FACILITIES footprint Diversified industry focus




Clean Technology



Production Space: 10,880 sq. ft. Office Space: 5314 sq. ft. Shared Use Space: 4,813 sq. ft.



Information Technology



Food Innovation




collaborative shared-use space


increased collaborative space over

2,395 sq. ft.

In 2012,we completed the sixth and final phase of major renovations further developing the collaborative environment that is critical to accelerating entrepreneurial companies. The launch of a shared use, commercial kitchen, shared-use distribution warehouse space and a collaborative coworking area, provide a unique and flexible environment for new and growing businesses to scale their operations effectively, creatively and efficiently. The graduation of 5 client companies in 2012 combined with recent renovations provides the leverage and capacity for us to continue the local and regional development of entrepreneurs through business incubation.

Culinary Coop

Shared Use Commercial Kitchen launches August 2012 The WTAMU Enterprise Center is the region’s only business incubator, that now boasts the region’s only shareduse commercial kitchen. The Culinary Coop is designed to provide culinary entrepreneurs with kitchen space and the necessary tools to develop and successfully commercialize food products. This latest evolution of incubation is supported through collaborative and community partnerships with the US Department of Commerce EDA, National Business Incubation Association, Sam’s Club, United Supermarkets, Ben E. Keith, WTAMU Small Business Development Center, Amarillo Economic Development Corporation, GO Texan, KACV, City of Amarillo, Dallas Gourmet Food Market and the Amarillo Chamber of Commerce. The Culinary Coop is a health department fully approved kitchen equipped with the following:

2 commercial reach in refrigerators 1 reach in freezer 2 convection ovens 1 commercial 6-burner Gas Stove, Oven/Griddle 1 gas stock pot range with 2- 3 ring burners 3 stainless steel work tables 1 Vollrath 40 quart Floor Mixer with numerous attachments including Vegetable cutter and Meat grinder accessories 1 20 slot bun pan rack

Processing equipment includes 1 Single piston compression bottler for sauces with a semi-automatic chuck cap tightener and a semi auto wrap labeler. Other amenities include a dry storage area with pallet storage space, shipping and receiving area, internet access, and large training room and conference rooms for workshops or meetings.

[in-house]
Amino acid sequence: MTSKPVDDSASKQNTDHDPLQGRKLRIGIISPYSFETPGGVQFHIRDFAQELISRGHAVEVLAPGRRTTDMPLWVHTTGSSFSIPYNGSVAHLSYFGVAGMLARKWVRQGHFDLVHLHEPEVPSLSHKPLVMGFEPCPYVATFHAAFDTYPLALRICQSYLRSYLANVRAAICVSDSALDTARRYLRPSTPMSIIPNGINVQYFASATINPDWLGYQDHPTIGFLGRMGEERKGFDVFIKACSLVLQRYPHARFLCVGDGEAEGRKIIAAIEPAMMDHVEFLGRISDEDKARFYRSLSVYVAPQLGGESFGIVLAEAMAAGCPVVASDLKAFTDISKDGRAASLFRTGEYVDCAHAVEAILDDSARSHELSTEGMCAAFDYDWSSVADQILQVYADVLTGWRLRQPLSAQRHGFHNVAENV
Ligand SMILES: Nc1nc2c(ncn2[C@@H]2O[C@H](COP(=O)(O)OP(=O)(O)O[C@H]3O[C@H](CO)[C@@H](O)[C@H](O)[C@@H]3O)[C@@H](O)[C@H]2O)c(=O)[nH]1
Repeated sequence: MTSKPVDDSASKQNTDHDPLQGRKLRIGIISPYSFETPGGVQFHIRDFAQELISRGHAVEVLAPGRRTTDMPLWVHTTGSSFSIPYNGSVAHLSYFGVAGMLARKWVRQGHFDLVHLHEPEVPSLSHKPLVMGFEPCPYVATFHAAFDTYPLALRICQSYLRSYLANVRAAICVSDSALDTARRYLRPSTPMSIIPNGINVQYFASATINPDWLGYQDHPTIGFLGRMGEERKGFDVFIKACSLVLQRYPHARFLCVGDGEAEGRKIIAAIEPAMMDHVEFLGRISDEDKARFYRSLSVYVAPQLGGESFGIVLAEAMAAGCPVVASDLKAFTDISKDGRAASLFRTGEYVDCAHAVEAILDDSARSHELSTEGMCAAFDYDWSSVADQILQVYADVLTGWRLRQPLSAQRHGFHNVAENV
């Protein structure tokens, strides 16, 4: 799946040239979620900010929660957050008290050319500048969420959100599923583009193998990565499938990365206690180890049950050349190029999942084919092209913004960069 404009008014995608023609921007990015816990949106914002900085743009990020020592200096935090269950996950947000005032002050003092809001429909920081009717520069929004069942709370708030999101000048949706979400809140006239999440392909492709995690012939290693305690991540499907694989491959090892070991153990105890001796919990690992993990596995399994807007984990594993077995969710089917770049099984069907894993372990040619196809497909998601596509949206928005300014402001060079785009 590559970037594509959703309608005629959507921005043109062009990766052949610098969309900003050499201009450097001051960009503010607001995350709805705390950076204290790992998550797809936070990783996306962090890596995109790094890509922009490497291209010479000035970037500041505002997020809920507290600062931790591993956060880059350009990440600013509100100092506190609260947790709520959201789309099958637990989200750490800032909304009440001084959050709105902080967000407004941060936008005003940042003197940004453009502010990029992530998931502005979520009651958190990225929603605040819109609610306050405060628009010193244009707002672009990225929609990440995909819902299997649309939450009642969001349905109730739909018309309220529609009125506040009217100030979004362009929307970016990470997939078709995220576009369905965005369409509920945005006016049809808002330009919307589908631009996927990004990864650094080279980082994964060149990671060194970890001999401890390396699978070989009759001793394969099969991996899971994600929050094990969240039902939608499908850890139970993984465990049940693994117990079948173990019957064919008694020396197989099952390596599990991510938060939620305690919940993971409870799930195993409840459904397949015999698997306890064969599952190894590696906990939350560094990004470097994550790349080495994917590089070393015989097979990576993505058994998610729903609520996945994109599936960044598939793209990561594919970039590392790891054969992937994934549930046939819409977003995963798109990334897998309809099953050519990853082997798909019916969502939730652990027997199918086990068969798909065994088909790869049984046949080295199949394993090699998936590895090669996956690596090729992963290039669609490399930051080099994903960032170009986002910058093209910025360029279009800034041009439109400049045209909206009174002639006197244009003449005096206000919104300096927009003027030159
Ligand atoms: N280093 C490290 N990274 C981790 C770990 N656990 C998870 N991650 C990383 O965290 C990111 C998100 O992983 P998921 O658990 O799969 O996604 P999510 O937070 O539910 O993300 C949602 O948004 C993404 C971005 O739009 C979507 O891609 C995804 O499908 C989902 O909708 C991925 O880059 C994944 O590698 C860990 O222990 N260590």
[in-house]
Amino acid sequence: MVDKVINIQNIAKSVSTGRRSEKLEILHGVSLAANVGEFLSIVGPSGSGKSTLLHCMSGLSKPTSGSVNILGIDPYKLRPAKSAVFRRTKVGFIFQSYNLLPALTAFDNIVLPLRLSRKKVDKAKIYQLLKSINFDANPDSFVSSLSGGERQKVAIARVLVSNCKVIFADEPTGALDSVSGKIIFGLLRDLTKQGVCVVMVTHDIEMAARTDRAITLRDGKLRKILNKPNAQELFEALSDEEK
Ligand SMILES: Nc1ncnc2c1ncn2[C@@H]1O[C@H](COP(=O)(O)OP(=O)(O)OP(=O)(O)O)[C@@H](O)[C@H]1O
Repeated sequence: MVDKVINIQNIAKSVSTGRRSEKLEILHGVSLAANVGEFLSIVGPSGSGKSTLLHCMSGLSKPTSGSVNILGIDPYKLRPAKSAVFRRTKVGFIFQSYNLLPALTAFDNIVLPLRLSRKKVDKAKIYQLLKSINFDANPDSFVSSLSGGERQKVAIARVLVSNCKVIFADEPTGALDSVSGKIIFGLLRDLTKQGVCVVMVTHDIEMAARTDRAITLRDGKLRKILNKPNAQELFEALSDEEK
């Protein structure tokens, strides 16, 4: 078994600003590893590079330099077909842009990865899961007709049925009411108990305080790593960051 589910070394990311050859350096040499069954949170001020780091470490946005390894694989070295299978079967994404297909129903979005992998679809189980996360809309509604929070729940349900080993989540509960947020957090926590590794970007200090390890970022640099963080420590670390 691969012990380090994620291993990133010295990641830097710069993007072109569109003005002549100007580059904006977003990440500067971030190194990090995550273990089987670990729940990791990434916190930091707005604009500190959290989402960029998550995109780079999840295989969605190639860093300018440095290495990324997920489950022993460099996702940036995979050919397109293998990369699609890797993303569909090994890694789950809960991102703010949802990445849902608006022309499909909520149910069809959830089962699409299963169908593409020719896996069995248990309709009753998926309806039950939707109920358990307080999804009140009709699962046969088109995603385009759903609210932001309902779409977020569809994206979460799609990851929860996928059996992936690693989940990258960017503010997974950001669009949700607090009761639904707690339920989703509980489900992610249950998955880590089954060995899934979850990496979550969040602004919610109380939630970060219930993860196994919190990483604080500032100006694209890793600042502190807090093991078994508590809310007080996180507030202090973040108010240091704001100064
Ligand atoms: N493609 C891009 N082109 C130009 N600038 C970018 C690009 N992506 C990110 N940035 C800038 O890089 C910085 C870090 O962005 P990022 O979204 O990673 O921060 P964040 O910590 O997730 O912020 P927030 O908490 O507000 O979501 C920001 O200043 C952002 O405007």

Amarillo EnterPrize Challenge The Amarillo EnterPrize Challenge is a collaborative program that develops innovation in our region through a grant based, business plan competition. This investment program is designed to help entrepreneurs expand an existing business or launch a new business.

1725 participated


of funded businesses are still operating


businesses funded over the last

To date, 58 businesses have received investment of as much as $100K each, totaling more than $3.6 Million in investment funding over the past 17 years. Altogether, these firms have created 568 new jobs and brought more than $91.2 million in new revenue into the Amarillo economy. In addition, these companies have invested more than $8.2 million in additional equity capital since receiving their grants.

•1,725 entrepreneurs have participated in the business planning process through Amarillo EnterPrize Challenge


•58 businesses have received funding over the last 17 years


•75% of businesses funded through the Amarillo EnterPrize Challenge are still in business. •$3.6 Million has been invested in local businesses through the Amarillo EnterPrize Challenge.



million invested locally

•As of 2012, 568 new jobs have been created through this program, with an average of 9.79 jobs created per business at an average cost of $6,382 per job. EQUALS: 74% increase in job creation since 2011. •AEC companies report $91.3 Million in cumulative increased revenues, a 234% increase over FY 2011 cumulative reporting. •AEC funded companies report investing $8.2 Million in additional equity capital since receiving Amarillo EnterPrize Challenge Investment. •2012: 173 entrepreneurs participated in AEC workshops, consultation and events.

Brush Eaters, Inc. is a Texas S Corp that clears land and rightsof-way in Texas and neighboring states. Brush Eaters primarily serves energy companies by clearing land for power line and pipeline construction using an innovative mulching method.